July 28, 2005

Program good fit for Lanier students

By Eric Stringfellow

Thirty freshmen at Lanier High School are about to hit somewhat of a lottery.

The Milton S. Eisenhower Foundation is bringing the west Jackson school an experiment designed to improve classroom performance while offering hourly stipends and bonuses to "at-risk" students.

"It's a great program," said Lanier Principal Stanley Blackmon, who will select the participants. "We are all for anything that's going to bring opportunities for our students. We need all the help we can get."

The computer-based program, called the Quantum Opportunities Program, or QOP, will be a partnership among the Washington,D.C.-based Eisenhower Foundation, the Jackson Medical Mall Foundation and Lanier. Eisenhower officials said the foundation will invest $155,000 a year in the Jackson Medical Mall Quantum Opportunities Program for four years.

The program's most attractive element is its effectiveness.
Eric Stringfellow

Keeping track

The QOP model has been around since 1989. The Ford Foundation funded the pilot, which was rolled out in San Antonio, Philadelphia, Milwaukee, Oklahoma City and Saginaw, Mich.

Why Jackson? "We really think that it's best to find communities with the synergy already in motion," Johnnie Gage, Eisenhower's chief operational officer.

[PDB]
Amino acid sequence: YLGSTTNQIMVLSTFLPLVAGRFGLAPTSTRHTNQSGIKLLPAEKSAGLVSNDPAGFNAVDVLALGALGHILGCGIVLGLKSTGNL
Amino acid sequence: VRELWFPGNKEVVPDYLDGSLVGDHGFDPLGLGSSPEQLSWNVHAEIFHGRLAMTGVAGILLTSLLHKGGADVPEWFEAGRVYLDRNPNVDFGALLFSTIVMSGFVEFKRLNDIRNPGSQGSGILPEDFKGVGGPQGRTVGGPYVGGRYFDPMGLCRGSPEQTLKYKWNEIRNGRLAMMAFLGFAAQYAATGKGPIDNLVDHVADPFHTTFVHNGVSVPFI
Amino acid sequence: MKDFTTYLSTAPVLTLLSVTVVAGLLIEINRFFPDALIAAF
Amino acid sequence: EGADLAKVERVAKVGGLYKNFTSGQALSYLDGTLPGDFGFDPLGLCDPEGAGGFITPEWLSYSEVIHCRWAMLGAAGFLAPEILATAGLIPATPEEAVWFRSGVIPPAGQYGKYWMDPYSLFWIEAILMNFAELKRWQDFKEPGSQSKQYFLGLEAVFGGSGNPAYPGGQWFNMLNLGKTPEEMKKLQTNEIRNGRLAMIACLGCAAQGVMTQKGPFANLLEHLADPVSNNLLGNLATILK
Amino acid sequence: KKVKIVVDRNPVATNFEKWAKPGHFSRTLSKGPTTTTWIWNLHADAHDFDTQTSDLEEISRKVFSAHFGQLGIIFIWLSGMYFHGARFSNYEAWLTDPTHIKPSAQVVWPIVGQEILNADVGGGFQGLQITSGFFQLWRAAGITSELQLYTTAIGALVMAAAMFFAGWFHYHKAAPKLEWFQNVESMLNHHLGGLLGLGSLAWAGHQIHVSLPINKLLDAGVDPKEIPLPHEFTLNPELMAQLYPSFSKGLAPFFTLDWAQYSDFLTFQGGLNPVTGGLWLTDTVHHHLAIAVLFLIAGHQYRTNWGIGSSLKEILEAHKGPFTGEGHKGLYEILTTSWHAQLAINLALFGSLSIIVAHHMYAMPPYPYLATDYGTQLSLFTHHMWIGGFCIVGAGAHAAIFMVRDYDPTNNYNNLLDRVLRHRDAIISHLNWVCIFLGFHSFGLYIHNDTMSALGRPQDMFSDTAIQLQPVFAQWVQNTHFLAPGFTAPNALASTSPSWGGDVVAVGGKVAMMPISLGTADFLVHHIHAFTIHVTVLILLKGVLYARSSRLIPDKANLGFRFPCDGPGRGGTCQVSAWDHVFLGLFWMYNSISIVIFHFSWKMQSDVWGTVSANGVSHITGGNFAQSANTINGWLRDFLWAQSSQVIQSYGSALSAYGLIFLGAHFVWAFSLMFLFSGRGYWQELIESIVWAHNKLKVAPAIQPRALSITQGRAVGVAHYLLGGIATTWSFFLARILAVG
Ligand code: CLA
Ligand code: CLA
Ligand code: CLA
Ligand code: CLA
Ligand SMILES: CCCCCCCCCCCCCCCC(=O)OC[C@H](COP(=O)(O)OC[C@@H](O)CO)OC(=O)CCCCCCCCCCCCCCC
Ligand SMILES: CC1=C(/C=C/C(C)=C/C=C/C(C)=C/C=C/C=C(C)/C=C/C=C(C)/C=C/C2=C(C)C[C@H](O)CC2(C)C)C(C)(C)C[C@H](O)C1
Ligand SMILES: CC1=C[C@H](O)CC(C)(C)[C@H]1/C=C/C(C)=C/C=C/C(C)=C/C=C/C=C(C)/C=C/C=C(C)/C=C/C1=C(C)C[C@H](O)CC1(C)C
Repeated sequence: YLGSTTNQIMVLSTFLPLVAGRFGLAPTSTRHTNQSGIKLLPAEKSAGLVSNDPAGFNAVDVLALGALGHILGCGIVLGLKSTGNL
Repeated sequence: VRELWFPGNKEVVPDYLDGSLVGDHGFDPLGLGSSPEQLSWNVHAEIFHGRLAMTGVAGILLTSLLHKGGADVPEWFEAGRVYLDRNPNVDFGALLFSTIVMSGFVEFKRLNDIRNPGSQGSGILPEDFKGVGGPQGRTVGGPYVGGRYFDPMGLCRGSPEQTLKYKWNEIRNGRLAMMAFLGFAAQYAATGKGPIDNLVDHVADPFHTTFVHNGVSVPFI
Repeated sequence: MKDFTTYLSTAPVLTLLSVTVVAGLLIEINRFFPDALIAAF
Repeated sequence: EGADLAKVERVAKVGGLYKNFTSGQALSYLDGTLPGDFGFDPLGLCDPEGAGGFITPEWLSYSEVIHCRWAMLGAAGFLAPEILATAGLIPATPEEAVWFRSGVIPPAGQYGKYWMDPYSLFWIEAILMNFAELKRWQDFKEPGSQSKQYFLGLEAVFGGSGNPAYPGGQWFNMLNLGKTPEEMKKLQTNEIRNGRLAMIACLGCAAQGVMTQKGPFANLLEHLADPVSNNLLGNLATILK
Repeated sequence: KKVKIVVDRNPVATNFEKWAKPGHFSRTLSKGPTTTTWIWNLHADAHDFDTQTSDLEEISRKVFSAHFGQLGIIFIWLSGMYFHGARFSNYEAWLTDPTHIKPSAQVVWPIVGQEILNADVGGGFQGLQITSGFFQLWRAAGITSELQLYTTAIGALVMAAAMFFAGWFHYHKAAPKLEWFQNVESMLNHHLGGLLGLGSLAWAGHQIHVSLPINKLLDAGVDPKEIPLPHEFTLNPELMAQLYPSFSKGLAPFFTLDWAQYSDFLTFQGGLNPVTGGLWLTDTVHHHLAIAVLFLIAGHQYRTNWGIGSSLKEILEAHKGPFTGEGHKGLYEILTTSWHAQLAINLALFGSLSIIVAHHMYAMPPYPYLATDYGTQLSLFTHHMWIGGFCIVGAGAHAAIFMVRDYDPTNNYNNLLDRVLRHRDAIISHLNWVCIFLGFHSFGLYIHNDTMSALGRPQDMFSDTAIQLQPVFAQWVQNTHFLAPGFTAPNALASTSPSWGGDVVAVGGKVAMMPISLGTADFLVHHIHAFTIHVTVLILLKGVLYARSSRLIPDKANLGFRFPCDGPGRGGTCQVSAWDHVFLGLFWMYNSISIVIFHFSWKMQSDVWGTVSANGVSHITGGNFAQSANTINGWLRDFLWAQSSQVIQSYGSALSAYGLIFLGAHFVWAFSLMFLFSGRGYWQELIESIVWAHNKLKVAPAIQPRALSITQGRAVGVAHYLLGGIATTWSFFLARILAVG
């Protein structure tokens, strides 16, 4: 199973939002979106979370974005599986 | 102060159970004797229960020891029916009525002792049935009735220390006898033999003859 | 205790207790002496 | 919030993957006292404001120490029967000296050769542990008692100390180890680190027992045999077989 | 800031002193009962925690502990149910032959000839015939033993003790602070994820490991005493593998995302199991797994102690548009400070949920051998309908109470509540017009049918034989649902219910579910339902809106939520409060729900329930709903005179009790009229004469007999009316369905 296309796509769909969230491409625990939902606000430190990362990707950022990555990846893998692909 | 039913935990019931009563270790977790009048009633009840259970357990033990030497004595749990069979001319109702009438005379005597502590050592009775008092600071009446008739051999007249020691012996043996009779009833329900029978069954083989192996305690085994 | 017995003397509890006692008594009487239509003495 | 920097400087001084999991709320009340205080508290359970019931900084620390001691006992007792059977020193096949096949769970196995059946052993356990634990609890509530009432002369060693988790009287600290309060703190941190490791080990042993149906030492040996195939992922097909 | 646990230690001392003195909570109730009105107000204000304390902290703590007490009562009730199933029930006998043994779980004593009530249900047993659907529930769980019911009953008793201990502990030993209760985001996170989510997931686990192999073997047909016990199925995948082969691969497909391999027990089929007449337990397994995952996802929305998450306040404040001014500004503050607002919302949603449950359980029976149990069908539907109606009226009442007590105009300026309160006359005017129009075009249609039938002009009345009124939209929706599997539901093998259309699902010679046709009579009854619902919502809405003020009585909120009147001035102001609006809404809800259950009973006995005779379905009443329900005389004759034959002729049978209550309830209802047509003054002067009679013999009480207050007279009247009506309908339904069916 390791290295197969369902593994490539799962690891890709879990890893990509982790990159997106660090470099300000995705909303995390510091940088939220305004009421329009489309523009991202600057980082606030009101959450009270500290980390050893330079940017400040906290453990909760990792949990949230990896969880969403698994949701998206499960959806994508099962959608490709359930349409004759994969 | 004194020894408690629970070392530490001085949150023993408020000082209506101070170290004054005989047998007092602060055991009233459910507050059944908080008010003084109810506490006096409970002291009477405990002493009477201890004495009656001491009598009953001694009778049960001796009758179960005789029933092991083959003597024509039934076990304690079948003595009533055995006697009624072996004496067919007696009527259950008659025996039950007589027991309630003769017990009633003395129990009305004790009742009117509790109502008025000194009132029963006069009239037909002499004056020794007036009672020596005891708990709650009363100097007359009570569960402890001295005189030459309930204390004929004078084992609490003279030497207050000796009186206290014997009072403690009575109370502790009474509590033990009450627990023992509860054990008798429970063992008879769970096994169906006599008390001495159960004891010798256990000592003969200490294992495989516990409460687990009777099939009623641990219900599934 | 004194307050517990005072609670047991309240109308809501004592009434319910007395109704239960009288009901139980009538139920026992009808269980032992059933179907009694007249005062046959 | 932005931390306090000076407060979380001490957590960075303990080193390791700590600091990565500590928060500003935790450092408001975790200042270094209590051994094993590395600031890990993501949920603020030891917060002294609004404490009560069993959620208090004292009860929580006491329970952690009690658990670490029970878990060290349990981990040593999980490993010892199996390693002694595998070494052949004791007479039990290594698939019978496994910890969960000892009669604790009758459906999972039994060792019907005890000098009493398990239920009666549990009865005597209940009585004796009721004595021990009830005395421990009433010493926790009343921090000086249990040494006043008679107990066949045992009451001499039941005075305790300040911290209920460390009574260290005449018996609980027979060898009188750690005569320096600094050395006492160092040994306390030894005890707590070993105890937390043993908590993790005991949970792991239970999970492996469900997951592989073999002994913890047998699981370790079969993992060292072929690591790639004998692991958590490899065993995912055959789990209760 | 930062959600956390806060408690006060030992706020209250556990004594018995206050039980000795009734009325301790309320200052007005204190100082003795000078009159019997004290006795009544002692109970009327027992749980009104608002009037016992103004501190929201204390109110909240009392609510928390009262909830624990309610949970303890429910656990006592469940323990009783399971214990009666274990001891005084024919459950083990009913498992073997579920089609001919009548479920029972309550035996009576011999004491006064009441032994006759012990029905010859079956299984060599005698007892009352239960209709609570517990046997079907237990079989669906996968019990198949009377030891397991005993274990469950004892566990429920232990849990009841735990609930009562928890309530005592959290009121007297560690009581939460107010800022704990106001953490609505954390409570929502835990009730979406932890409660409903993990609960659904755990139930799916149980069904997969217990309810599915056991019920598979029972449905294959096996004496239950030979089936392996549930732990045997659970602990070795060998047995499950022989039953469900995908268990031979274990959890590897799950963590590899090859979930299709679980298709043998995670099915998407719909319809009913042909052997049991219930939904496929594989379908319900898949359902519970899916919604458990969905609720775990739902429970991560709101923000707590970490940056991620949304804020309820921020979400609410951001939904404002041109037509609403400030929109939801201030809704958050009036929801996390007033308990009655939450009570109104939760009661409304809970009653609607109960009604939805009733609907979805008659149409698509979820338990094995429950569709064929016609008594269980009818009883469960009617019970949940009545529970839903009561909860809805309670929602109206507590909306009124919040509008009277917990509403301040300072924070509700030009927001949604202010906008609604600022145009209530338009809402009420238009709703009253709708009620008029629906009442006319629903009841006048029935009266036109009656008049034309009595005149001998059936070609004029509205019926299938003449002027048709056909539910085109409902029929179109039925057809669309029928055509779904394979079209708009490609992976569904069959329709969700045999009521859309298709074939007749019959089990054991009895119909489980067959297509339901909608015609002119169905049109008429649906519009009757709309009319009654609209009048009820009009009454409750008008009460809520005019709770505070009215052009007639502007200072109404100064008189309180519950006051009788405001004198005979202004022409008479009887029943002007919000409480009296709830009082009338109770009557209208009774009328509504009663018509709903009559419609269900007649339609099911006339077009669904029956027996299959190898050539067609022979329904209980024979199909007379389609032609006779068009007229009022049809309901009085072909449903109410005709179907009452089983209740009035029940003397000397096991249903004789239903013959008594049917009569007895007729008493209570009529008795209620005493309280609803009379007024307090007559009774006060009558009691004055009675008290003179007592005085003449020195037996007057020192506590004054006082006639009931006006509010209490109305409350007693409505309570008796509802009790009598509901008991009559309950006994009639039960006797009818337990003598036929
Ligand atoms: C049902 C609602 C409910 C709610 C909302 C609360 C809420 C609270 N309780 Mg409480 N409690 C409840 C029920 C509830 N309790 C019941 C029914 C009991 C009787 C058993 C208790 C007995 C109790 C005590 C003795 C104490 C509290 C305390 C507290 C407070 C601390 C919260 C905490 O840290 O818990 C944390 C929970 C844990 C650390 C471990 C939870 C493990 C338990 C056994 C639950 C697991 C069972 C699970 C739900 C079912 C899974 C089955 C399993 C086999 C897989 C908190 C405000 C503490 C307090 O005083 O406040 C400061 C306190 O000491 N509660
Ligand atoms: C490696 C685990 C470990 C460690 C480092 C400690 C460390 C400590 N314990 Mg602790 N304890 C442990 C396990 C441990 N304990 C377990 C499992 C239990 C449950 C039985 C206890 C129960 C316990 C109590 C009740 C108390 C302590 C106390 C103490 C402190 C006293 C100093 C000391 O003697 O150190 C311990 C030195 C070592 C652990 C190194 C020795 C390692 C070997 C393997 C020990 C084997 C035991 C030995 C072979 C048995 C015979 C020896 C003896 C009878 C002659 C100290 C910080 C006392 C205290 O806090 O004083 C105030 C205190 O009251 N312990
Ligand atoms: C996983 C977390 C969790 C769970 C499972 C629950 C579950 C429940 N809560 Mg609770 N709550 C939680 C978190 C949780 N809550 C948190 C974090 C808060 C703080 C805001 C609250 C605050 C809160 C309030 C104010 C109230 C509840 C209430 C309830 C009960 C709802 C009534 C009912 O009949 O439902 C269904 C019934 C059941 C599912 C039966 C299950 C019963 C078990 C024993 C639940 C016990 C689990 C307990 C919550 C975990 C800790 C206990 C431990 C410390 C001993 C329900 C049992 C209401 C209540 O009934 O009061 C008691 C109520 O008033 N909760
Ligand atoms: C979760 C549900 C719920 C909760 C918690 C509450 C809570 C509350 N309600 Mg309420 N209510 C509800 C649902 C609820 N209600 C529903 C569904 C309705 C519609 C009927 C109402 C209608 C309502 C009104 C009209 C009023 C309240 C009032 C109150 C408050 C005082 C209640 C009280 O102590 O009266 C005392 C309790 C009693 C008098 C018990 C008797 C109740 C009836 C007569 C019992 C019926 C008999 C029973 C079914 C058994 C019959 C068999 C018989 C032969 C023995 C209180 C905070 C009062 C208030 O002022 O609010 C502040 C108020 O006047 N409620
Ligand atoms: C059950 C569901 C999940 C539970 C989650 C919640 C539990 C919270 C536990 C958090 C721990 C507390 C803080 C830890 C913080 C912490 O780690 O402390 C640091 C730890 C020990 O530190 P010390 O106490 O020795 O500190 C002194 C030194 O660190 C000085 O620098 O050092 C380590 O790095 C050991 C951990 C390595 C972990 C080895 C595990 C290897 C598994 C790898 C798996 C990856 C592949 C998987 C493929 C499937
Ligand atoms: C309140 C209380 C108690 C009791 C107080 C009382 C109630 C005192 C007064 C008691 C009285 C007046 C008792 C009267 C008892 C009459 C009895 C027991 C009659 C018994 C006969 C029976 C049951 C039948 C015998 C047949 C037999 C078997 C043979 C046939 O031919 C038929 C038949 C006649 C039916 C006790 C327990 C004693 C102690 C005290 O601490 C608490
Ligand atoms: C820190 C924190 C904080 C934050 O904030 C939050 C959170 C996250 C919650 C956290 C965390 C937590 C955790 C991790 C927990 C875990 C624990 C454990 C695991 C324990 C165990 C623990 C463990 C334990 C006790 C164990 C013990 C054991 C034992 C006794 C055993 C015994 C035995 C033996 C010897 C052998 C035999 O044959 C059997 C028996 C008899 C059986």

Gage and others are set to be in Jackson today to announce the local effort.

The program will track students entering their freshman year through graduation. In Jackson, 60 students will be involved in the research the program participants, or associates, and 30 others who will be the control group.

While the program's chief goal is to improve academic performance, it also hopes to establish long-term relationships and encourage community involvement.

The associates will engage in 250 hours per year in education, development and community service.

"We believe these children will benefit a lot," said Ollye Shirley, a former Jackson School Board member who will serve as program coordinator.

An evaluation of the QOP pilot by the Promising Practices Network on Children, Families and Communities suggests Shirley is right.

Impressive results

By the program's second year, average test scores for associates were higher than the control group in five of 11 categories. By program's end, test scores were higher in all 11 areas. The associates were more likely to graduate, more likely to enter college and less likely to become teen parents.

"By all indication, and I'm not talking hyperbole, I'm talking about research and numbers, the program is extremely successful," said C. Benjamin Lattimore, who directs the Office of National Literacy Programs for the Opportunities Industrialization Centers of America.

Clearly, this looks like a nice benefit for Lanier and the 30 students who will participate. What about the students who will make up the control group?

"We like to start with a small group to show the program's effectiveness," Gage said. "Then you can showcase the results and get a much larger program."

Great. As Blackmon said, Lanier, as well as many other schools, can use the help.